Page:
## The most flexible method of integration?

The tool of mathematics is easily considered the most exact of the sciences. However, if these usually very precise answers to homework and exam problems were cities or towns on a map, then part of math's beauty is that several roads can lead into it. We have perhaps seen or worked word problems which could be solved using more than one branch of math, for example, calculating the required dimensions of a tunnel entrance utilizing either geometry or trigonometry.

Calculus is understandably difficult for many, if not most, of us, but its arsenal of differentiation or integration techniques allow it to be quite flexible when its applied to homework assignments or exam problems. For instance, differentiating a polynomial divided by another polynomial can achieved (after any simplifications) using either the quotient rule or the product rule (from which the former is derived anyway).

If differential calculus is primarily protocol, then integral calculus is significantly recognition. And sometimes students have to perform integration on a function that doesn't conveniently lend itself to most, if not all, of the methods they are shown initially. For that we are taught integration-by-parts. Its “proof” is a straightforward derivation from the product rule, a differentiation procedure of all things (udv = uv – vdu). But, it introduces us to a technique of great adaptability and wide application. And as a method within a major branch of calculus, integration-by-parts by itself can provide more than one road into that precise answer.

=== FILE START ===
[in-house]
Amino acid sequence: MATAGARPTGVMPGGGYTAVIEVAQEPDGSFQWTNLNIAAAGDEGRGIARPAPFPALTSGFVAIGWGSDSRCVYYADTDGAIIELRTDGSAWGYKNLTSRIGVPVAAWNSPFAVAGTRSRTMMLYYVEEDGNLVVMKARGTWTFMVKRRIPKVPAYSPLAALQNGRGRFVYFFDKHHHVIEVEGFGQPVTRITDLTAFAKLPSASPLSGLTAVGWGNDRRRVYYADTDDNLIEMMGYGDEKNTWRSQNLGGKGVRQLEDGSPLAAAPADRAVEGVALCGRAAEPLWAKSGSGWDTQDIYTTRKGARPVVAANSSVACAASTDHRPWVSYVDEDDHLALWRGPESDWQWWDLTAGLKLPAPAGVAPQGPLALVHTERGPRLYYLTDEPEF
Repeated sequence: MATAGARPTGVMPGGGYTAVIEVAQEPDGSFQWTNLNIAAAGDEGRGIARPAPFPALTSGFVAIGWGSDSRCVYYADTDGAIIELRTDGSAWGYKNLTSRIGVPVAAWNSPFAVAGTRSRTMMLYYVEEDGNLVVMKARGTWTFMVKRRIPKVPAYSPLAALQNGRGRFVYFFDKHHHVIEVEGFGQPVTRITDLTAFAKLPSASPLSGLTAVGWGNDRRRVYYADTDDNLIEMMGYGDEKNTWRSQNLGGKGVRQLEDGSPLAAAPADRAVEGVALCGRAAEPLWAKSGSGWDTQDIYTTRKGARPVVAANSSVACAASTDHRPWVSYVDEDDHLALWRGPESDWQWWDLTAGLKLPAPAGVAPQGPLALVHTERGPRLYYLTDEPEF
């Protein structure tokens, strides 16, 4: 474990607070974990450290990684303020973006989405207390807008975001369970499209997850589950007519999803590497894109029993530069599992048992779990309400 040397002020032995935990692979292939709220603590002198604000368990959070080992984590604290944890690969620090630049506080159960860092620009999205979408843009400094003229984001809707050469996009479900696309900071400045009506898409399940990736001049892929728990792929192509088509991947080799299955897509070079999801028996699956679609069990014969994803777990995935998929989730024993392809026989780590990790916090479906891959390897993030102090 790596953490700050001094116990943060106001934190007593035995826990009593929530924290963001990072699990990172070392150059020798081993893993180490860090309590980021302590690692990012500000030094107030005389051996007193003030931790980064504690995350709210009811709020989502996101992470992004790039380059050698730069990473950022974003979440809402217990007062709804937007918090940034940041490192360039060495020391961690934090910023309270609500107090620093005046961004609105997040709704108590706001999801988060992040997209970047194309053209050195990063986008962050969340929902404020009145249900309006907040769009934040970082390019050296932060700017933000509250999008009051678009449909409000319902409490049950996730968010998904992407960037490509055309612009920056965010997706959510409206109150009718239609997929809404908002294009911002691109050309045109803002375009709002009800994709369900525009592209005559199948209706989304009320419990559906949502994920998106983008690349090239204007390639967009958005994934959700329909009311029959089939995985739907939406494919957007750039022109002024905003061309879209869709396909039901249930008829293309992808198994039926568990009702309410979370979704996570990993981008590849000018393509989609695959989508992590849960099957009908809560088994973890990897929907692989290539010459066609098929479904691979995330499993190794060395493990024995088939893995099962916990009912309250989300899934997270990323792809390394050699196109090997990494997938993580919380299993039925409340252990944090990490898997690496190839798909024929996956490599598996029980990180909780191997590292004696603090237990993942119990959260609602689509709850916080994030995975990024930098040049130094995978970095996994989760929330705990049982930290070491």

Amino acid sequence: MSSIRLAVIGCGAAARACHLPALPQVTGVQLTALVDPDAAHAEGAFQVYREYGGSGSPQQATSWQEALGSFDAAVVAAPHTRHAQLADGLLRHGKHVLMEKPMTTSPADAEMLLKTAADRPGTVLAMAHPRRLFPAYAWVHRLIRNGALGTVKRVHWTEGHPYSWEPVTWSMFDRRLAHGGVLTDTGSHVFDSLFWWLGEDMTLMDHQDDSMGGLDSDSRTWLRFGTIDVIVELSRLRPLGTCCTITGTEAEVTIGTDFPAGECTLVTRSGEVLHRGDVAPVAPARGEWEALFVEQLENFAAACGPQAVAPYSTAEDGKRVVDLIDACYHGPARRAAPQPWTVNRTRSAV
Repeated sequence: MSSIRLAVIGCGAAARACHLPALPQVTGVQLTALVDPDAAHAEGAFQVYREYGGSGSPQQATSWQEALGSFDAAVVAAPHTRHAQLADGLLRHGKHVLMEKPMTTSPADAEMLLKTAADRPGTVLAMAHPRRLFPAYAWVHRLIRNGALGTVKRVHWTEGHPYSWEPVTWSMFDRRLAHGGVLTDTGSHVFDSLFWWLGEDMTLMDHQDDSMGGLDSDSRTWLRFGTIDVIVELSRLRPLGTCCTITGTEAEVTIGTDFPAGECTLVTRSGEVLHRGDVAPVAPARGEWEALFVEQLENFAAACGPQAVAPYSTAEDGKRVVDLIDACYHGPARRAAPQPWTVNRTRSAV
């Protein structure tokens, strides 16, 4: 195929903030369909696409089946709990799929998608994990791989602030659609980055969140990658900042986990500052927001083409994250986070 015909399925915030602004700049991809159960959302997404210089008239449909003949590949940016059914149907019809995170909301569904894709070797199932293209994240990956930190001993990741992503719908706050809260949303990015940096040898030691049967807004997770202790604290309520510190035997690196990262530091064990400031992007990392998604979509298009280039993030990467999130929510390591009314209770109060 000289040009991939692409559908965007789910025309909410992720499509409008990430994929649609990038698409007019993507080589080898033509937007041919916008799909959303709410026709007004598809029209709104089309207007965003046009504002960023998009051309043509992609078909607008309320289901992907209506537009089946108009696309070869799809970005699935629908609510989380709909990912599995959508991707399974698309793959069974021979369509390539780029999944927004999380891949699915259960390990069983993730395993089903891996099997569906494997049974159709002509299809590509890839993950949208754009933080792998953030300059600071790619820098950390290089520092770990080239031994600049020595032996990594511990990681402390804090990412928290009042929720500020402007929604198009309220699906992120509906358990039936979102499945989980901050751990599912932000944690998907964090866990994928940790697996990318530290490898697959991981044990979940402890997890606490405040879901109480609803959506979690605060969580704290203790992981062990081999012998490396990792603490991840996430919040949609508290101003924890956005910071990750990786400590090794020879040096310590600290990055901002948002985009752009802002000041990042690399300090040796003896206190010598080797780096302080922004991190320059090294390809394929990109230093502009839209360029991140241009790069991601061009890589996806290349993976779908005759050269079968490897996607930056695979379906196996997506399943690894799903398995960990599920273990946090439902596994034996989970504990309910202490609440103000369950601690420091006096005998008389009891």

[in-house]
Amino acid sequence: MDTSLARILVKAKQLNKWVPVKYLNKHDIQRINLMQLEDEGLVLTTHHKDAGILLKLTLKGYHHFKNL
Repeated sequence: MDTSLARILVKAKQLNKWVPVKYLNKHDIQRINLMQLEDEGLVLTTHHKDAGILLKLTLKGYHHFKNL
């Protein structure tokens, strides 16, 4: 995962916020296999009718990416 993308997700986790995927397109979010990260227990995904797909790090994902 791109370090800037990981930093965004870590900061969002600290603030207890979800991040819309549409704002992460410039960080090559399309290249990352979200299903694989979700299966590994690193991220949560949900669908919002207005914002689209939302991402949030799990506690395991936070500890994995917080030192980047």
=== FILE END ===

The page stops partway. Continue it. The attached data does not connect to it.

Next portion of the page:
Here are a few useful integration-by-parts “rules-of-thumb” to consider when facing an integral, especially during an exam where time is at a premium:

1) if you know the derivative of a function, but don't know (or can't quickly recall) its integral (e.g., arctan x or ln x), let that function be “u”;

2) if one of the functions is a polynomial, let that function be “u” unless “rule” # 1 applies;

3) if one of the functions is sin x or cos x, where the 2nd derivative of the function equals minus the function (y'' = – y), let that function be “u” unless “rule” # 1 or # 2 applies.

In fact, years after many of you struggled with undergraduate calculus, Professor Herbert Kasube of Bradley University proposed the “Liate” (L.I.A.T.E.) rule to advise that whichever function comes first in the following list should be “u”:[1]

I (Inverse trigonometric): arctan x, arcsec x, etc.,

A (Algebraic): x2, 3x50, etc.,

T (Trigonometric): sin x, tan x, etc.,

E (Exponential): ex , 19x, etc.

Basically, the function which is to be “dv” comes later in the list, that is, functions lower on the list have easier anti-derivatives than the functions above them.

1. Kasube, Herbert E. (1983). "A Technique for Integration by Parts". The American Mathematical Monthly 90 (3): 210–211.